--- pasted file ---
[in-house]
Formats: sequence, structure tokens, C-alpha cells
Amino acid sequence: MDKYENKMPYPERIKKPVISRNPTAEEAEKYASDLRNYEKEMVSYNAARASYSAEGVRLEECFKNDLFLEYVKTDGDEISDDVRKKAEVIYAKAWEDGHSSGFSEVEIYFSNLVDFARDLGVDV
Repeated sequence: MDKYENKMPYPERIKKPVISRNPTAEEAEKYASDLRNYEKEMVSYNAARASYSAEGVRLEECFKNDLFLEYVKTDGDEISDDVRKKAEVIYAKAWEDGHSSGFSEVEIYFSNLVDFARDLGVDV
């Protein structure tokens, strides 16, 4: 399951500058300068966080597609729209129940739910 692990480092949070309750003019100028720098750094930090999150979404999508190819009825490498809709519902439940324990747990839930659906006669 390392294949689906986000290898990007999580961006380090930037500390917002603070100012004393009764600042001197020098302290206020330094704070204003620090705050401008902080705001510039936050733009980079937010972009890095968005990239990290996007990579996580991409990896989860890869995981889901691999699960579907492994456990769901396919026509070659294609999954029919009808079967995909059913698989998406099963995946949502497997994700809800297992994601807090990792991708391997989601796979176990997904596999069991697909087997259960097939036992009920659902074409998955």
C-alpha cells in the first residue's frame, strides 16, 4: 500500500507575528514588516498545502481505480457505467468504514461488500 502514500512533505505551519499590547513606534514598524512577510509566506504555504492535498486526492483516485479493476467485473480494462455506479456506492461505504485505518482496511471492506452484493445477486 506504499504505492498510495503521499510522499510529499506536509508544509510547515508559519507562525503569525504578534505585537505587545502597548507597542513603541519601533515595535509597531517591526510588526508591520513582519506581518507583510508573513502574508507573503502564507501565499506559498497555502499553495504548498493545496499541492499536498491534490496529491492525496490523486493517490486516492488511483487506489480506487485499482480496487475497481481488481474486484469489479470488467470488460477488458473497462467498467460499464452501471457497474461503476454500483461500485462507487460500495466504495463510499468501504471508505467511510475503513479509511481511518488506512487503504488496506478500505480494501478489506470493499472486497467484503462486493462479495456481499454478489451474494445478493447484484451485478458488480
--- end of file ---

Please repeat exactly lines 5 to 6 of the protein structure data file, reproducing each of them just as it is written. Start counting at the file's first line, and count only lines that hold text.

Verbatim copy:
């Protein structure tokens, strides 16, 4: 399951500058300068966080597609729209129940739910 692990480092949070309750003019100028720098750094930090999150979404999508190819009825490498809709519902439940324990747990839930659906006669 390392294949689906986000290898990007999580961006380090930037500390917002603070100012004393009764600042001197020098302290206020330094704070204003620090705050401008902080705001510039936050733009980079937010972009890095968005990239990290996007990579996580991409990896989860890869995981889901691999699960579907492994456990769901396919026509070659294609999954029919009808079967995909059913698989998406099963995946949502497997994700809800297992994601807090990792991708391997989601796979176990997904596999069991697909087997259960097939036992009920659902074409998955």
C-alpha cells in the first residue's frame, strides 16, 4: 500500500507575528514588516498545502481505480457505467468504514461488500 502514500512533505505551519499590547513606534514598524512577510509566506504555504492535498486526492483516485479493476467485473480494462455506479456506492461505504485505518482496511471492506452484493445477486 506504499504505492498510495503521499510522499510529499506536509508544509510547515508559519507562525503569525504578534505585537505587545502597548507597542513603541519601533515595535509597531517591526510588526508591520513582519506581518507583510508573513502574508507573503502564507501565499506559498497555502499553495504548498493545496499541492499536498491534490496529491492525496490523486493517490486516492488511483487506489480506487485499482480496487475497481481488481474486484469489479470488467470488460477488458473497462467498467460499464452501471457497474461503476454500483461500485462507487460500495466504495463510499468501504471508505467511510475503513479509511481511518488506512487503504488496506478500505480494501478489506470493499472486497467484503462486493462479495456481499454478489451474494445478493447484484451485478458488480